The science of attraction - Dawn Maslar
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Do our smells make us sexy? Popular science suggests yes — pheromones send chemical signals about sex and attraction from our armpits. But, despite what you might have heard, there is no conclusive research confirming that humans have these smell molecules. In this eye-opening talk, zoologist Tristram Wyatt explains the fundamental flaws in current pheromone research, and shares his hope for a future that unlocks the fascinating, potentially life-saving knowledge tied up in our scent.
Is love a signal winding through your neural pathways? A cliche? A cult? Love is easy to compare but difficult to define, maybe because we’re fundamentally biased; we try to define love while falling in or out of it. And love feels differently to every person who feels it, but this subjective emotion has evolutionary explanations, too. Brad Troeger takes a shot at the definition of love.
A white, puffy dress. Eternal love. A joint tax return. Marriage means something different to everyone and has changed over time and across cultures. Alex Gendler traces the history of getting hitched, providing insights on polygamy, same-sex unions and even marriage between the dead and the living.
See this article in the New York Times: For Gay Men, an Attraction to a Different Kind of Scent
One of the major factors in sexual attraction are your senses. Your eyes look at a potential partner for signs of health and physical fitness, your nose senses for pheromones and major histocompatibility complex (MHC) molecules, your ears listen to his or her voice, while your body feels out the surroundings.
Your environment can have an effect on how you perceive someone. Holding a cold drink or sitting in a cold hard chair can leave you feeling that the person is cold or stoic. On the other hand, holding a nice warm cup of tea or coffee can leave you feeling that the person you meet is warm-hearted.
If a potential mate manages to pass all these tests there is still one more – the infamous first kiss. The first kiss is an important mate assessment device.
Once attraction is confirmed, your bloodstream is flooded with norepinephrine, activating your fight-or-flight system. Your heart beats faster, your pupils dilate, and your body releases glucose for additional energy – not because you’re in danger but because your body is telling you something important is happening.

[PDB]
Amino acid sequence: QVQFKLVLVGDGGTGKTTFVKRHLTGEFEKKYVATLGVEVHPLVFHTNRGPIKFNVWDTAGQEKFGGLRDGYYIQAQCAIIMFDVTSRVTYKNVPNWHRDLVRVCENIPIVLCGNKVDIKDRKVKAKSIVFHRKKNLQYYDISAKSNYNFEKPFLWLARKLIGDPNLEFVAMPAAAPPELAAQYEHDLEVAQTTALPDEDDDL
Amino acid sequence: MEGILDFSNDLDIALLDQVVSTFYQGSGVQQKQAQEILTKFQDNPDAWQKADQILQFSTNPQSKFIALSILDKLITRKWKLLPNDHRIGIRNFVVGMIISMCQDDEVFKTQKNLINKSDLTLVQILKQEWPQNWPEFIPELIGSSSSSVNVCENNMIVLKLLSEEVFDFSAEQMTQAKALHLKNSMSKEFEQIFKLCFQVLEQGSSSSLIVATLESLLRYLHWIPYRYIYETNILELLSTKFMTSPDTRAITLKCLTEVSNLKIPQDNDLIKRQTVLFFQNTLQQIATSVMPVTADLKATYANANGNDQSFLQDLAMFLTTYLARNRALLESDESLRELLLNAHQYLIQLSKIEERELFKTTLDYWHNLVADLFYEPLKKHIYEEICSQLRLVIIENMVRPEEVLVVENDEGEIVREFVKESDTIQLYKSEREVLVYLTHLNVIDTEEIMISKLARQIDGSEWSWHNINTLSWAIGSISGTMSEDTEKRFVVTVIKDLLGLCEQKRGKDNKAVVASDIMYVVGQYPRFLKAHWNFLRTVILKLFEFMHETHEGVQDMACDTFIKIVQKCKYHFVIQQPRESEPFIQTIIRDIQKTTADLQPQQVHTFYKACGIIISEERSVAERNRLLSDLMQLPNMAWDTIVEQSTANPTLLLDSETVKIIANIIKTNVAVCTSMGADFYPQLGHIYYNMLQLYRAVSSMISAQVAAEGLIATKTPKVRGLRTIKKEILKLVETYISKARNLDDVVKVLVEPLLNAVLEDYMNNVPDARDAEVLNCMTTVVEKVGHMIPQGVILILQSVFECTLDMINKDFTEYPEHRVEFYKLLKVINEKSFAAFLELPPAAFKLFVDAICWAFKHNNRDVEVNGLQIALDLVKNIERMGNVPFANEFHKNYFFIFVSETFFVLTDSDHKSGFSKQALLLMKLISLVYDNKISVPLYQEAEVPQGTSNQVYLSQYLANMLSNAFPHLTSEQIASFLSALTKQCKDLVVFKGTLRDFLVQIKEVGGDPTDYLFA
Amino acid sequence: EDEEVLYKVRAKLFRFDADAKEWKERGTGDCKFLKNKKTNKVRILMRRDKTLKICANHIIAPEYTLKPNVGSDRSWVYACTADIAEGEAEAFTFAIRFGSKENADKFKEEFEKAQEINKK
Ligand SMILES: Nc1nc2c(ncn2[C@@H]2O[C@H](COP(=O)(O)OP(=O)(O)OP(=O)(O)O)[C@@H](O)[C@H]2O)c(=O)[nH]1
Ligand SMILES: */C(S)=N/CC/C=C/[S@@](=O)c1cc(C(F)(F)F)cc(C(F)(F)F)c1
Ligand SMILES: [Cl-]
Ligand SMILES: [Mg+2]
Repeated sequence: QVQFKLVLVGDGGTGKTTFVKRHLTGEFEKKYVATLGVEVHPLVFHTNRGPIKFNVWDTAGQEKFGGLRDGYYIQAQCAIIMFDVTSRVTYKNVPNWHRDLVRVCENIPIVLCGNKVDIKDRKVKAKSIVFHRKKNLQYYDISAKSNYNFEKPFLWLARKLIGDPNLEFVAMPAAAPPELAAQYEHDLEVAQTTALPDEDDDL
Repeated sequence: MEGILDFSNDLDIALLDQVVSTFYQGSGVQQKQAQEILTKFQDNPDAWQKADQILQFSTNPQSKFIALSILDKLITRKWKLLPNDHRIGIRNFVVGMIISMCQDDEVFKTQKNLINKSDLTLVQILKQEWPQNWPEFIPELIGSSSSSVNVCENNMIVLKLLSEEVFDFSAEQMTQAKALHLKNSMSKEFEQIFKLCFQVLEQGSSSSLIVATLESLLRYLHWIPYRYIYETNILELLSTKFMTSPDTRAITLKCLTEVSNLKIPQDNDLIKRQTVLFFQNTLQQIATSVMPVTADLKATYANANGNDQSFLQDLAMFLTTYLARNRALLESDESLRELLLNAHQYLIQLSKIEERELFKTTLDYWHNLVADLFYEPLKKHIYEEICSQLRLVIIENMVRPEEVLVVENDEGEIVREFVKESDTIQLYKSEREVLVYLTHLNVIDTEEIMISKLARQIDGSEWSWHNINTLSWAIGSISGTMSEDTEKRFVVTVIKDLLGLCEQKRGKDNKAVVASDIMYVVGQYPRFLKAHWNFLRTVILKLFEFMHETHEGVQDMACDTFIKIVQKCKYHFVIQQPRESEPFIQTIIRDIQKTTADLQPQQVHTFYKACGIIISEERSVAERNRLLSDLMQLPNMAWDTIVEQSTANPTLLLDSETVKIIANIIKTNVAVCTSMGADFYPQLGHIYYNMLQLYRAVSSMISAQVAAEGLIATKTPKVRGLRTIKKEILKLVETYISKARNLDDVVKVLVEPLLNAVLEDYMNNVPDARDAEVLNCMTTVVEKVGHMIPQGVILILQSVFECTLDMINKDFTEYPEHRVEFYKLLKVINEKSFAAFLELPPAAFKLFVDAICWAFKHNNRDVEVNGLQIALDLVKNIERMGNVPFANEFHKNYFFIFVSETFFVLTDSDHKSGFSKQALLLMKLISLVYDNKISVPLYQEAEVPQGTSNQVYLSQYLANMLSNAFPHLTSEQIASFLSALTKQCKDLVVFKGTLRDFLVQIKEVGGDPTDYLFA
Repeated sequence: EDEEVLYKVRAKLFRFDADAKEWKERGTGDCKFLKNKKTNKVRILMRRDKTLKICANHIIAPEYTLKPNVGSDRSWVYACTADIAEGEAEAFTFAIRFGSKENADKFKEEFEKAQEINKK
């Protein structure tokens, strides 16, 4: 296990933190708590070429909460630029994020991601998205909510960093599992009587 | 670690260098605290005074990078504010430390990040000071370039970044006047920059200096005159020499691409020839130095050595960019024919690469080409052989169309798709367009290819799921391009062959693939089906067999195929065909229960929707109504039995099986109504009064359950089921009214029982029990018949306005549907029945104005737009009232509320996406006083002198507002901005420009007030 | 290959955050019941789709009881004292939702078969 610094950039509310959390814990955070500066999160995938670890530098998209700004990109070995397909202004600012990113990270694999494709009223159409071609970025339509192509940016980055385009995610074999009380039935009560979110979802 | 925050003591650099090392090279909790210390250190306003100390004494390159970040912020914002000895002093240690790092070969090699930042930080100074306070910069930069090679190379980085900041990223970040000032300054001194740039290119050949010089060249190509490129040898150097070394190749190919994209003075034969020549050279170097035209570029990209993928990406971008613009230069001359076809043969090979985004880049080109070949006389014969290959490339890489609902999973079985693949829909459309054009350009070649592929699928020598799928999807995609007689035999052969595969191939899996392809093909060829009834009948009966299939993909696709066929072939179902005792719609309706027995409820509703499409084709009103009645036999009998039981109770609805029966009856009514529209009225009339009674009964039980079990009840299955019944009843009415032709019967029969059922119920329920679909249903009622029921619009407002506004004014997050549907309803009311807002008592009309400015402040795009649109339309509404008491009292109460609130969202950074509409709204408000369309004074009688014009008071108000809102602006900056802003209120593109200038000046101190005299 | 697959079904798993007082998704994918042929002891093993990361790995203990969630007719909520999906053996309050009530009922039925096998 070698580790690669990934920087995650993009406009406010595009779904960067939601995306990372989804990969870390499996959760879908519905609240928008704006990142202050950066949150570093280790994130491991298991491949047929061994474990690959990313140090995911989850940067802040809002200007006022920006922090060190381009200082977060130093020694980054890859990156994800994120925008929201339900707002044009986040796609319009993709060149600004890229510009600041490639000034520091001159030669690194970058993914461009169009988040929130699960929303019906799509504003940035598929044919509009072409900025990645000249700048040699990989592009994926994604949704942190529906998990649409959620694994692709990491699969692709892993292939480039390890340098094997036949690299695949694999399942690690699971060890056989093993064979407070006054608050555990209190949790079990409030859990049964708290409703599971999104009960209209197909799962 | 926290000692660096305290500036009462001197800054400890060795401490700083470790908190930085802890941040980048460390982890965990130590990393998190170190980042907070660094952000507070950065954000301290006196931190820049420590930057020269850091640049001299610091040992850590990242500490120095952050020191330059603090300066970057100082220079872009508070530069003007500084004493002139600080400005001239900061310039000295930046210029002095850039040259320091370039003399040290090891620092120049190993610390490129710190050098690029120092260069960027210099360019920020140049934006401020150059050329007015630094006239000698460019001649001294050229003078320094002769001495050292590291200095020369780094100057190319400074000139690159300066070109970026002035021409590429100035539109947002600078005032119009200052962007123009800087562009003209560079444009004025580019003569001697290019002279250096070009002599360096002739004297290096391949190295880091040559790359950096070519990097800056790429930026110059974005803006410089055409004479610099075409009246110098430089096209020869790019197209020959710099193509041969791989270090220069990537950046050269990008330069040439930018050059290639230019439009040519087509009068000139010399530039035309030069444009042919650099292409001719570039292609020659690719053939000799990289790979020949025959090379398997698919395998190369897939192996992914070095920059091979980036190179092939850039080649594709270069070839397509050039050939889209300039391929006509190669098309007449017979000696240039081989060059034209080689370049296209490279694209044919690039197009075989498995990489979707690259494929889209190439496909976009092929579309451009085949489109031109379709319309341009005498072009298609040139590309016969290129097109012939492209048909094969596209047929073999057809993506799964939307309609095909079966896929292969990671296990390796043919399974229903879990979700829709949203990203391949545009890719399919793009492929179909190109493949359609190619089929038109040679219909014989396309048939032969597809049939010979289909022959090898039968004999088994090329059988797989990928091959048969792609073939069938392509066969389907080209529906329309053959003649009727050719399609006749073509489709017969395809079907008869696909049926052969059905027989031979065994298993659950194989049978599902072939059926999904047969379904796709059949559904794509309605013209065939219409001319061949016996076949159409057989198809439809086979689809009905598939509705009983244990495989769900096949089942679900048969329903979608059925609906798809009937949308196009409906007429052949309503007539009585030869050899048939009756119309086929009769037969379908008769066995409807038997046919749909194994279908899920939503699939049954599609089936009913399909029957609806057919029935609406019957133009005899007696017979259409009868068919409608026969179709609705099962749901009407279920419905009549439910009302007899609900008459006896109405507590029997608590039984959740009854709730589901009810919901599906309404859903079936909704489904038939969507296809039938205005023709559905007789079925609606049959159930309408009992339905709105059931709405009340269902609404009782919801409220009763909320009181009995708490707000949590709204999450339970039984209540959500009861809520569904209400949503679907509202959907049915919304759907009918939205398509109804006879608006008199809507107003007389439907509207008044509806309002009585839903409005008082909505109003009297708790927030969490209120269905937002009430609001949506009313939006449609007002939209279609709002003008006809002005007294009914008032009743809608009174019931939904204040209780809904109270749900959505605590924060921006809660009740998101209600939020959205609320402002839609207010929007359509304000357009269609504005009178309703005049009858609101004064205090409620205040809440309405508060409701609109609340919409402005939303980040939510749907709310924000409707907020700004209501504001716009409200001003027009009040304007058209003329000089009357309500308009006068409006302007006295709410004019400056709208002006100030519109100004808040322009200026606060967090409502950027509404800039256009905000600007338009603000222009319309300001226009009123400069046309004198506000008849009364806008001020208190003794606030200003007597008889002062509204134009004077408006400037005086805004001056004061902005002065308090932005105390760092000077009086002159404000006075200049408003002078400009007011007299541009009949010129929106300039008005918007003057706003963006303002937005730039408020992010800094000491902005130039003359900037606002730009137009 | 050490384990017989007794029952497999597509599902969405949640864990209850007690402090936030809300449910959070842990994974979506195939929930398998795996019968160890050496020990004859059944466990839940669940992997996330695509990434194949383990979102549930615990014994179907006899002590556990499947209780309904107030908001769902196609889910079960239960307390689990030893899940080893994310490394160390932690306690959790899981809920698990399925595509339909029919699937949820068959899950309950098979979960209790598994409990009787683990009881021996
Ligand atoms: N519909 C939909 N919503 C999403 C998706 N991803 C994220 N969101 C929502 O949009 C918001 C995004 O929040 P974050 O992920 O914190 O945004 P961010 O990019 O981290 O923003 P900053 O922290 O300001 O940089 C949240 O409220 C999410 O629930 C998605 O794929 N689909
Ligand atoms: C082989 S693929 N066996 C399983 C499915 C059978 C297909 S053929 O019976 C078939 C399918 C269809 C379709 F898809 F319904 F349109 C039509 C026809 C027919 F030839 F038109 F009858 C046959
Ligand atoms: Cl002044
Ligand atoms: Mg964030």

But attraction is only the beginning of a much longer process to developing a romantic relationship. To learn more, please check out the author’s website.
Love is a biological drive, just as natural as breathing. It’s not happenstance. Love starts with attraction, but evolves into a greater love. This is facilitated by different neurotransmitters causing the activity to progress into more advanced brain regions. It follows an evolutionary pathway, which ultimately culminates in a type of true love that shares neurons with higher loves like unconditional love.
Our work showed that gay men found highly masculine male faces to be significantly more attractive than feminine male faces.," Harvard psychologist Aaron Glassenberg said in a written statement. "Also, the types of male faces that gay men found attractive generally did not mirror the types of faces that straight women found attractive, on average.
You can smell a person's gender: Humans subconsciously identify sex using the subtle odour of pheromones
Check out this article by National Geographic about how lesbians respond to human pheromones.
Sexuality and attraction are undoubtedly different. But, there is also undoubtedly a correlation. The Kinsey scale, also called the Heterosexual–Homosexual Rating Scale, attempts to describe a person's sexual experience or response at a given time. It uses a scale from 0, meaning exclusively heterosexual, to 6, meaning exclusively homosexual. In both the Male and Female volumes of the Kinsey Reports, an additional grade, listed as "X", was used to mean "no socio-sexual contacts or reactions"; in modern times, this represents asexuality.
This article points to a study by The National Academy of the Sciences. In it, scientists show that sexuality is innate because of the way gay men respond to male pheromones.
Do our smells make us sexy? Popular science suggests yes — pheromones send chemical signals about sex and attraction from our armpits to potential mates. But, despite what you might have heard, there is no conclusive research confirming that humans have these smell molecules. In this eye-opening talk, zoologist Tristram Wyatt explains the fundamental flaws in current pheromone research. See it here.
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